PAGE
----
That’s not to say that Hardaway and Kanter have the ceiling of a Kevin Garnett or a Ray Allen, but instead acknowledging that there’s chemistry. Ntilikina can elevate the Knicks’ game, just as Rondo did years back for the Celtics.
Moving away from the obvious four players on the Knicks, we move towards the hit or miss prospects on the roster.
Willie Hernangomez had an outstanding season in 2016-17, making the All-Rookie First Team at season’s end. Due to the added depth in the frontcourt and his inconsistent defense, however, Jeff Hornacek has left Hernangomez out of the rotation for most of the 2017-18 season.
Hernangomez is still as dynamic as any player in the league when it comes to playing his back to the basket. Without a reliable presence on defense, though, playing time will continue to be tough to come by.
Hernangomez has the potential to be sixth man for this young Knicks squad, and dominate benches across the league—much like Kanter did for the Oklahoma City Thunder last season.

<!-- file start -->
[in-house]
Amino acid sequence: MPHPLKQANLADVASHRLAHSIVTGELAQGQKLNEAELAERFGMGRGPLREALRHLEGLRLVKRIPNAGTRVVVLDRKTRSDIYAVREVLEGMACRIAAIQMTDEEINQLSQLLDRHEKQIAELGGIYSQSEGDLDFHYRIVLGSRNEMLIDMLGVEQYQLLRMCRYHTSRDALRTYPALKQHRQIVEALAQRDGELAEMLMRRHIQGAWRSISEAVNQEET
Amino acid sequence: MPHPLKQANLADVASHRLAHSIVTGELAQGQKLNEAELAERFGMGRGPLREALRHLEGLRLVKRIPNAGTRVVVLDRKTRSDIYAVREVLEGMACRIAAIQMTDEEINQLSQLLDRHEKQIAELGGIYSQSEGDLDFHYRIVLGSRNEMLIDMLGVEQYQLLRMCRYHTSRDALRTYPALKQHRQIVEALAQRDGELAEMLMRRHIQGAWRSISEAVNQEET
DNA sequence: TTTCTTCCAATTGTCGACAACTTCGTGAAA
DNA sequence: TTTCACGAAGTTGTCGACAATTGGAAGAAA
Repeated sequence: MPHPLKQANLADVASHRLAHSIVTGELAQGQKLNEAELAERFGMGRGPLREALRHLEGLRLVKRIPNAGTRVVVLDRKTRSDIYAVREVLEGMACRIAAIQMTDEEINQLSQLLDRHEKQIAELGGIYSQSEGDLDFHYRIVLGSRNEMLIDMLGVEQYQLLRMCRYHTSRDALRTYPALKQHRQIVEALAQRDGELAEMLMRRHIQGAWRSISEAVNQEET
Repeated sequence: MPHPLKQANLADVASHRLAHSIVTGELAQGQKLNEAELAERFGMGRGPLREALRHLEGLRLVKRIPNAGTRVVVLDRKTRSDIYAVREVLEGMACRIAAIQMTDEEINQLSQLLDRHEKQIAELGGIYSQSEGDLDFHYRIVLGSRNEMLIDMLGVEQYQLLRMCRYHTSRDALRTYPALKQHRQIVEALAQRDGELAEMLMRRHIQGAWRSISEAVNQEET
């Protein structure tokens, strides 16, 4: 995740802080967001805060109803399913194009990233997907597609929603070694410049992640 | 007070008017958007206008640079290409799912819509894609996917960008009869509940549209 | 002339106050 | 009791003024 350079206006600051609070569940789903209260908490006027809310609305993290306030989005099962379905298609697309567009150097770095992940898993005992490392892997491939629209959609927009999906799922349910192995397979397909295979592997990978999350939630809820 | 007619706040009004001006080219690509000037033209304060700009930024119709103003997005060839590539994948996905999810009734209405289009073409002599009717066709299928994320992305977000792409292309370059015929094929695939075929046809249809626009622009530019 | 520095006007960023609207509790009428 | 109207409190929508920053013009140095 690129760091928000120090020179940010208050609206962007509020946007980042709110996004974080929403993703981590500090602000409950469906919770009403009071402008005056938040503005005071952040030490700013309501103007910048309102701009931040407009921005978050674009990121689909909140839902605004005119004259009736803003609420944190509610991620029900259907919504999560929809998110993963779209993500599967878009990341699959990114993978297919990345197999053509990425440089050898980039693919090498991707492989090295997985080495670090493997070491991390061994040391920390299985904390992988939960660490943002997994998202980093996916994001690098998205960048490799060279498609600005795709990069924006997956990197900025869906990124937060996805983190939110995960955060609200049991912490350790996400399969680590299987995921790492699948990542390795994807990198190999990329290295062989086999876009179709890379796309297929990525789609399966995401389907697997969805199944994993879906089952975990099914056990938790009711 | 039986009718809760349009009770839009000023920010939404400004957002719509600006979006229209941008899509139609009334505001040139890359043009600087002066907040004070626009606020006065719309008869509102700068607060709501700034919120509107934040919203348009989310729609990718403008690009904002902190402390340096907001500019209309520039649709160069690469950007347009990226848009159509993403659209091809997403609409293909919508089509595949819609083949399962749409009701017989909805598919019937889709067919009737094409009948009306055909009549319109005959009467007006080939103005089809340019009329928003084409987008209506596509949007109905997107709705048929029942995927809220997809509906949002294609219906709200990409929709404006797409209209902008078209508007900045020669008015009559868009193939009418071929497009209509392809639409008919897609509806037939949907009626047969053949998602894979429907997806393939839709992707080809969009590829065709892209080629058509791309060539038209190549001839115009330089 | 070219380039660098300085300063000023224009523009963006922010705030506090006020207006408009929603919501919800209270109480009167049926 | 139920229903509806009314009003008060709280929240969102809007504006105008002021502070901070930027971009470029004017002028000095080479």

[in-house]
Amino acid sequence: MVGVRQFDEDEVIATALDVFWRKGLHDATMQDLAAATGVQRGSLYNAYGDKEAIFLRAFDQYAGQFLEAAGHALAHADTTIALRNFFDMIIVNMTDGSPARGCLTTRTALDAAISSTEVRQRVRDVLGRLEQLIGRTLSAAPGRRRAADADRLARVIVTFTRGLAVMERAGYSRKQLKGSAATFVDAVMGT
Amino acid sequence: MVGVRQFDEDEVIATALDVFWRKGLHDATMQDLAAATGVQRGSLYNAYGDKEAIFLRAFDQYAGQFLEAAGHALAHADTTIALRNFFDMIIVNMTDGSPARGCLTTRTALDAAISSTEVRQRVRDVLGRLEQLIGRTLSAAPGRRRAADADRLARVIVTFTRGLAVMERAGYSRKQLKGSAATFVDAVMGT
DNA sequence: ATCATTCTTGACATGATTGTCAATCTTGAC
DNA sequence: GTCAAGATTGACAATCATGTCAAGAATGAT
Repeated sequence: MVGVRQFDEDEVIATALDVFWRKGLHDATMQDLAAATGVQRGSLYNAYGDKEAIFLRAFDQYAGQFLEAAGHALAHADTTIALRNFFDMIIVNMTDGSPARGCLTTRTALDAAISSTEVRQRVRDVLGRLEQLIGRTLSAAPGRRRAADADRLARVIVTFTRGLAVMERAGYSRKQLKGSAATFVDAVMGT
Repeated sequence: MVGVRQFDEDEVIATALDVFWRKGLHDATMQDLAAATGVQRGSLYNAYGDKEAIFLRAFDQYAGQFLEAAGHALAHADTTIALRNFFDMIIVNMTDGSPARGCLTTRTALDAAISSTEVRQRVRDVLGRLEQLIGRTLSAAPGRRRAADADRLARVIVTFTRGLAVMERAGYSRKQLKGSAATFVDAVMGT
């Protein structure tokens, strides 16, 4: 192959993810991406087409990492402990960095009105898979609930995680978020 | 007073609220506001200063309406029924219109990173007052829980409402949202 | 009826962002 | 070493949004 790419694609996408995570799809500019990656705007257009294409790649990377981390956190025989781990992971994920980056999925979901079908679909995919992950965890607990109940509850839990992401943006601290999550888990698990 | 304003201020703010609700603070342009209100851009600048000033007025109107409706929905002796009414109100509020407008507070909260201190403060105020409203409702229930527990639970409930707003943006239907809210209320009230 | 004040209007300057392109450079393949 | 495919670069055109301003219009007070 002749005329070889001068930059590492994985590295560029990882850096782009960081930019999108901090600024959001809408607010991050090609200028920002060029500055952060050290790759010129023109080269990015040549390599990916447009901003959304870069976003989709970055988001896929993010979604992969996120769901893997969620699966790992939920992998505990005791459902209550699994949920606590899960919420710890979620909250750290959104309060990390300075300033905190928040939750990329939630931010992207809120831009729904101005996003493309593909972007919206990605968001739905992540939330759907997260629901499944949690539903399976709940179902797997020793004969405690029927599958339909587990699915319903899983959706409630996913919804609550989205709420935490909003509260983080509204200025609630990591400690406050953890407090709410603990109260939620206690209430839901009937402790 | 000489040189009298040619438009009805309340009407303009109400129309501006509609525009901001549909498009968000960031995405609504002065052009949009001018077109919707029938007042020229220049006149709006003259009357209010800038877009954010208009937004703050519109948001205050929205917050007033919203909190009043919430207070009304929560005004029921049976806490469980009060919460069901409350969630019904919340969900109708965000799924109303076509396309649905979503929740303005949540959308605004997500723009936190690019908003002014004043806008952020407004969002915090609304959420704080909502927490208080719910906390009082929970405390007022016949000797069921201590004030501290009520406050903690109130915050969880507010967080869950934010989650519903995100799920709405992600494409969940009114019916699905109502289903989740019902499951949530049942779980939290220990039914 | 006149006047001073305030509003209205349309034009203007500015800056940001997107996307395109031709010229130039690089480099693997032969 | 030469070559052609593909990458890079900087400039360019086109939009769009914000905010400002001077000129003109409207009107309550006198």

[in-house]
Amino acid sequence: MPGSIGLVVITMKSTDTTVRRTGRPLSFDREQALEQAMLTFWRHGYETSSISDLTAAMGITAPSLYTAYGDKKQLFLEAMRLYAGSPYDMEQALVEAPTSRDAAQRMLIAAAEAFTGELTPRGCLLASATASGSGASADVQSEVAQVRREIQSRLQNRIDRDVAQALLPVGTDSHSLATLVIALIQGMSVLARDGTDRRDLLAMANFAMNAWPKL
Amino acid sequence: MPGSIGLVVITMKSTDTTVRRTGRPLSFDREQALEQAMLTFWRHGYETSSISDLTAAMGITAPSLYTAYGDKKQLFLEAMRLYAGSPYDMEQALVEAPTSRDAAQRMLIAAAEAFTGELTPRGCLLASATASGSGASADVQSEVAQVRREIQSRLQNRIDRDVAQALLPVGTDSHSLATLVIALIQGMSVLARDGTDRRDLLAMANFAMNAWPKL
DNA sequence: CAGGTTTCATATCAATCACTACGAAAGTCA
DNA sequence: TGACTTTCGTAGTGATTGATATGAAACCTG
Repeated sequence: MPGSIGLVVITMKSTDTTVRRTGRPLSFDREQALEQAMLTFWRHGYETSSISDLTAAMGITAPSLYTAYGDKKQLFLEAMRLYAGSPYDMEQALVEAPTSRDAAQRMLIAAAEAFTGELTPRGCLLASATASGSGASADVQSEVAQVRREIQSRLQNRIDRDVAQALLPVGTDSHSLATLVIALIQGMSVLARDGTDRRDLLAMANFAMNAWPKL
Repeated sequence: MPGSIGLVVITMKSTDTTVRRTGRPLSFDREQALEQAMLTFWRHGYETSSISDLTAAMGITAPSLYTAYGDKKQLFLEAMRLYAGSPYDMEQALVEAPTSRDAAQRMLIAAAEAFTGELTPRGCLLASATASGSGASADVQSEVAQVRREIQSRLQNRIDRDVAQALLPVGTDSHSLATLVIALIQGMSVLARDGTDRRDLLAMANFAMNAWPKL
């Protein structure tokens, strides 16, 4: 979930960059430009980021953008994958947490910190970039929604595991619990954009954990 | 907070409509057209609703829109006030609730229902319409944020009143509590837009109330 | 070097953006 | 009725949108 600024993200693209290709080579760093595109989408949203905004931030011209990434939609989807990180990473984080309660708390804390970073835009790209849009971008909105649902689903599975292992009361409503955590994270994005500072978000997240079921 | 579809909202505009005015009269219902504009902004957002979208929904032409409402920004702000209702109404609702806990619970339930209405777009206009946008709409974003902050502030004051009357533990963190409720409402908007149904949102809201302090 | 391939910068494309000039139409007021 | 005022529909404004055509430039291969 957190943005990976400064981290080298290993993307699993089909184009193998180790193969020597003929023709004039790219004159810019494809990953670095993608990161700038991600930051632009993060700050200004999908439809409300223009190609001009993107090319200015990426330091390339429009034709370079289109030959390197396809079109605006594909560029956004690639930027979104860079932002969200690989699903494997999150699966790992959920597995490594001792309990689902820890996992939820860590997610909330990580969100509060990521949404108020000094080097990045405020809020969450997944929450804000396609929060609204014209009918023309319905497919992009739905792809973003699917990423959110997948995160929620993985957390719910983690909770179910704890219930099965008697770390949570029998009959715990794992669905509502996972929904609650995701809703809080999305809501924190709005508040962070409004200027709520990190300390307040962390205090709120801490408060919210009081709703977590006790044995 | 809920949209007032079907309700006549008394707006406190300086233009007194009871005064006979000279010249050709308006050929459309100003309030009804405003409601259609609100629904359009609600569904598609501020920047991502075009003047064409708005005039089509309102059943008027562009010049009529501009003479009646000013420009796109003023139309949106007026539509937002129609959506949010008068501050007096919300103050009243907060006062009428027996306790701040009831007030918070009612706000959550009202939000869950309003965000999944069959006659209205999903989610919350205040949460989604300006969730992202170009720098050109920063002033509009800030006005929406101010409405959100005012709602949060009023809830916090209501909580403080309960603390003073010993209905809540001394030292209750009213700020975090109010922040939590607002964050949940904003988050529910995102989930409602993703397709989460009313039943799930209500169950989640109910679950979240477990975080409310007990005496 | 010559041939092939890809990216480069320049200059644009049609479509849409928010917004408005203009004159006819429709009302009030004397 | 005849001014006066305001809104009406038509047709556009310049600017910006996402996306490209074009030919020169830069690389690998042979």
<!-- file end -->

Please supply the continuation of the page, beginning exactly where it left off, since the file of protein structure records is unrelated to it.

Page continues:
Let’s hope Hernangomez improves his defense and receives the opportunity to return to Hornacek’s rotation.
The last player mentioned is Damyean Dotson, the rookie from the University of Houston. Dotson was a second-round draft pick in 2017 with a ton of upside. Although Dotson hasn’t seen much court time, very few will disagree when it comes to his potential as a 3-and-D player.
Dotson is comparable to former Knicks standout Iman Shumpert. Dotson can be the type of glue guy that Courtney Lee has been for New York this season. Both Lee and Shumpert would be the ideal mentors for a player of Dotson’s style and caliber.
Dotson can be instant offensive off the bench to go along with his lockdown defensive potential. Some believe we could see Dotson back in the starting lineup in the near future.
All I can do is quote the words of the man who previously returned the Knicks to relevance: Amar’e Stoudemire.
The New York Knicks are back.
It’s only a matter of time and development before the results firmly prove that as true.